Reference
  1. Bremner, J. M.[1951-01-01]. "A Review of Recent Work on Soil Organic Matter Part I". Journal   of Soil Science. 2[1]: 67–82. doi:10.1111/j.1365-2389.1951.tb00591.x. ISSN 1365-2389.
  2. http://karnet.up.wroc.pl/~weber/kwasy2.htm
  3. Aiken, G. R.; McKnight, D. M.; Thorn, K. A.; Thurman, E. M.[1992-07-01]. "Isolation of hydrophilic organic acids from water using nonionic macroporous resins". Organic Geochemistry. 18[4]: 567–573. doi:10.1016/0146-6380[92]90119-I.
  4. Chefetz, Benny; Chen, Yona; Hadar, Yitzhak; Hatcher, Patrick G.[1998-03-04]. "Characterization of Dissolved Organic Matter Extracted from Composted Municipal Solid Waste". Soil Science Society of America Journal. 62[2]: 326.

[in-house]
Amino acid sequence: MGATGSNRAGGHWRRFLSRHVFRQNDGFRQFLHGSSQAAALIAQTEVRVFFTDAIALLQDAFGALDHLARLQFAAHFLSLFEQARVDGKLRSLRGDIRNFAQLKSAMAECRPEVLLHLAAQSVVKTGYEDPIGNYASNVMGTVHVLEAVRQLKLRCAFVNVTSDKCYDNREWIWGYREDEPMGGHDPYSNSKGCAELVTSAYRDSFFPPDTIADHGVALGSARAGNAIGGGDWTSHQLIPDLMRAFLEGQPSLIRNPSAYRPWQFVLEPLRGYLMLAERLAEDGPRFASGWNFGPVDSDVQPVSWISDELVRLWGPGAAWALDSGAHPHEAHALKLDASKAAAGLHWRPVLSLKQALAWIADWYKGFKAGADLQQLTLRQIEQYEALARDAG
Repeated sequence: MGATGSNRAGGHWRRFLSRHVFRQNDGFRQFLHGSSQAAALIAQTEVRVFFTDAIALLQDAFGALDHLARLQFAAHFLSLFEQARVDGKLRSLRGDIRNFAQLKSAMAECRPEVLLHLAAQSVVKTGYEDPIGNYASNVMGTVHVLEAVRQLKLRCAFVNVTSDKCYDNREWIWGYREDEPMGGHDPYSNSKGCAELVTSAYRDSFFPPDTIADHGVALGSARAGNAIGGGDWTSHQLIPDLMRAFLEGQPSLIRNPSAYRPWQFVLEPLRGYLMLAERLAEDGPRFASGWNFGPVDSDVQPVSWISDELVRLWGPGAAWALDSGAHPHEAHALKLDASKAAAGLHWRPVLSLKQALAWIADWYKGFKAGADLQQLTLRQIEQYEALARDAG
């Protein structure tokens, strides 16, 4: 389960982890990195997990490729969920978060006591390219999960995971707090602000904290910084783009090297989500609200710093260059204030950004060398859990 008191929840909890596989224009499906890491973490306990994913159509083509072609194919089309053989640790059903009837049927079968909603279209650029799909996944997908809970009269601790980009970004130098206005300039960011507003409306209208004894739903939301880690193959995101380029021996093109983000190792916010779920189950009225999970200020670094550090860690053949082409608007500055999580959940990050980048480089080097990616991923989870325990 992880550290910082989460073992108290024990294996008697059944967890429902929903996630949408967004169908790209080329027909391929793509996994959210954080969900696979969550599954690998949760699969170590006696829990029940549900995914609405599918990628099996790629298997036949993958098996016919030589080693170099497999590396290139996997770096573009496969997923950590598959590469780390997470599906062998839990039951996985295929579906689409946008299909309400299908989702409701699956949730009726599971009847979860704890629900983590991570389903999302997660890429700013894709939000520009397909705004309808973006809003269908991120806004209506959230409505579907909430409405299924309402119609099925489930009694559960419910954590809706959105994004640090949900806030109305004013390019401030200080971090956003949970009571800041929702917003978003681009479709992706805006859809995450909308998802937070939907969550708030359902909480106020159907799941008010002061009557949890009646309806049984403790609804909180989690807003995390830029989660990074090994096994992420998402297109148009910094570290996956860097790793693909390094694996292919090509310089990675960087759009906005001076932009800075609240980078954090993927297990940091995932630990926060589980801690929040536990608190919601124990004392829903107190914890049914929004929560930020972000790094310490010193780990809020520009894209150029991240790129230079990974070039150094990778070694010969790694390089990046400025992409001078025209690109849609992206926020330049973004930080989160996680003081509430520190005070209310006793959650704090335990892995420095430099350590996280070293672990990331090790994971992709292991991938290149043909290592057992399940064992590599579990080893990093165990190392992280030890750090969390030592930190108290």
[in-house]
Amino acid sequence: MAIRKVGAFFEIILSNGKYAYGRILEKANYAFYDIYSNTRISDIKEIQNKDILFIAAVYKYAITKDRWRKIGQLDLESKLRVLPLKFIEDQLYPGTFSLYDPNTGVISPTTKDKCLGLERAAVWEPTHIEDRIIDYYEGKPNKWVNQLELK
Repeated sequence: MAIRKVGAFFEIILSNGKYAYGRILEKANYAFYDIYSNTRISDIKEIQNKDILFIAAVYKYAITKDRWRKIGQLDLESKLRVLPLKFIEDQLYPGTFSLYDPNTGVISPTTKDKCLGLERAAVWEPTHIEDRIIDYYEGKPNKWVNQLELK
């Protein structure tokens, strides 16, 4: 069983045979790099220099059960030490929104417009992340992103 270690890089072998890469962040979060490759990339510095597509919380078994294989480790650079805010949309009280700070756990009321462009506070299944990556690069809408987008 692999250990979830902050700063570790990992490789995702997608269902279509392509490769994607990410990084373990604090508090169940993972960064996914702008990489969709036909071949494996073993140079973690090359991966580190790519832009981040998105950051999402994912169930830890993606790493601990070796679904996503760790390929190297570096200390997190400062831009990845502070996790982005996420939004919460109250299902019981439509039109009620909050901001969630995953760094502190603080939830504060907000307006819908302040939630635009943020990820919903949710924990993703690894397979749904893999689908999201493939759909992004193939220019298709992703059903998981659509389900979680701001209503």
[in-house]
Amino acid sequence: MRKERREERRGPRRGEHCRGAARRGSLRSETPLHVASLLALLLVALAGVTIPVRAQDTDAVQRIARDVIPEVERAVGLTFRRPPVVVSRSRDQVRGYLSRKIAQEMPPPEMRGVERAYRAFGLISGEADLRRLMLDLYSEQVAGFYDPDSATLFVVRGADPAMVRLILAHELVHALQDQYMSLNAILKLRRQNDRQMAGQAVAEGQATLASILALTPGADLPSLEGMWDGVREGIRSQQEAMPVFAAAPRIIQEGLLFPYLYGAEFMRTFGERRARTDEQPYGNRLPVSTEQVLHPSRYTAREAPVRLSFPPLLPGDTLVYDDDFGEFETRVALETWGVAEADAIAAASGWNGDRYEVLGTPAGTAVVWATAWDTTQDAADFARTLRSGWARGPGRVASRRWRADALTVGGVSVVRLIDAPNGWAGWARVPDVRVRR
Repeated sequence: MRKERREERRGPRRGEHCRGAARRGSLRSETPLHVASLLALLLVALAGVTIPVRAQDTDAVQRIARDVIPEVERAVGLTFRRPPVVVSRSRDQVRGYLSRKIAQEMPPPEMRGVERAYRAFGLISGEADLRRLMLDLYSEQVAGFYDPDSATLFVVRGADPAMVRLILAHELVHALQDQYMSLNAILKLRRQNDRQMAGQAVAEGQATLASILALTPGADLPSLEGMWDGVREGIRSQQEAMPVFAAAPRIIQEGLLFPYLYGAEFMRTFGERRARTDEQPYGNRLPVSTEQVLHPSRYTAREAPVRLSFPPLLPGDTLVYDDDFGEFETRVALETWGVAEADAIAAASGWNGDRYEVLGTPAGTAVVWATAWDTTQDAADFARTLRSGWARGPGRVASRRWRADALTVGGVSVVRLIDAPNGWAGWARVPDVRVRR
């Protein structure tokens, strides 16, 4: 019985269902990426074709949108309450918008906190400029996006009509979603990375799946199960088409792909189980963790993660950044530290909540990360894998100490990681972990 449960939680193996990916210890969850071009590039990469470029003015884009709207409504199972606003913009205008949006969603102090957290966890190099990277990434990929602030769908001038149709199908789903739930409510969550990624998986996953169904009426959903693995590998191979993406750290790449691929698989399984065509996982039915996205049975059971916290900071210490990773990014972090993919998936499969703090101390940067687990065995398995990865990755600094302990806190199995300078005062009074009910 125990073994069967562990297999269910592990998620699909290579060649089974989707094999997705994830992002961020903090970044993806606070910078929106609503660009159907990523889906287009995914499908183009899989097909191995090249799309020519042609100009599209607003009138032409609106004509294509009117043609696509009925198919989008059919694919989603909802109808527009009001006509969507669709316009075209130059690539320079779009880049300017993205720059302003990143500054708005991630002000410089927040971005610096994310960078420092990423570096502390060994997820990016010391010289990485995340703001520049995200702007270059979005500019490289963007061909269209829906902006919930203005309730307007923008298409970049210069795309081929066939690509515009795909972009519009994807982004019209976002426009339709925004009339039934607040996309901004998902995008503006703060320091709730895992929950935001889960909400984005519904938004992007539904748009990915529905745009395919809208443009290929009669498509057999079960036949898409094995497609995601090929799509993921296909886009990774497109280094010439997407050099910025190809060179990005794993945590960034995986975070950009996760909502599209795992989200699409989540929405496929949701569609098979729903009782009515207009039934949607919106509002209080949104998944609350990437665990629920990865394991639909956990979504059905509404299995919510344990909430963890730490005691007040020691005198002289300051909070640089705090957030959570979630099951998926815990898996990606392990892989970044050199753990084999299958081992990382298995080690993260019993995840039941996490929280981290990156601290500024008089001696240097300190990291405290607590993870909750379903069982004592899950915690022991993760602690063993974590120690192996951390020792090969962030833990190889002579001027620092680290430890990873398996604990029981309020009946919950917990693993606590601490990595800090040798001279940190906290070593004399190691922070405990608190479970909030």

5. DROZD J. 1978. ZESZ. NAUK. AR WROC?AW, ROZPR. 13: 64 PP.
  6. https://books.google.com/books?id=H4PtCAAAQBAJ&pg=PA289&lpg=PA289&dq=Fulvic+acid+bogs+and+swamps&source=bl&ots=A76_eqb0wX&sig=x3OE14vz_mOvpKB4eWGShoN_81o&hl=zh-CN&sa=X&ved=2ahUKEwigmrCej_bdAhUbIIgKHWNFBqIQ6AEwAXoECAgQAQ
  7. http://www.ahealthyjalapeno.com/humic-acid-vs-fulvic-acid/
  8. STEVENSON F.J.: HUMUS CHEMISTRY GENESIS, COMPOSITION, REACTIONS. WILLEY INTERSCIENCE, NEW YORK 1982.
  9. STEVENSON F.J.[1994]. HUMUS CHEMISTRY: GENESIS, COMPOSITION, REACTIONS. NEW YORK: JOHN WILEY & SONS. 
  10. YAMAUCHI, MASASHIGE; KATAYAMA, SADAMU; TODOROKI, TOSHIHARU; WATANABLE, TOSHIO[1984]. "TOTAL SYNTHESIS OF FULVIC ACID". JOURNAL OF THE CHEMICAL SOCIETY, CHEMICAL COMMUNICATIONS[23]: 1565-6.
  11. STEVENSON FJ. ORGANIC FORMS OF SOIL NITROGEN. IN: WILEY JOHN, EDITOR. HUMIC CHEMISTRY: GENESIS, COMPOSITION, REACTION. NEW YORK: 1994. PP. 59–95.
  12. VERMEER AWP. INTERACTIONS BETWEEN HUMIC ACID AND HEMATITE AND THEIR EFFECTS ON METAL ION SPECIATION. THE NETHERLANDS: WAGENINGEN UNIVERSITY; 1996.[PHD THESIS]
  13. A.A. HELAL J. SAUDI CHEM. SOC., 11/3[2007], PP. 377–386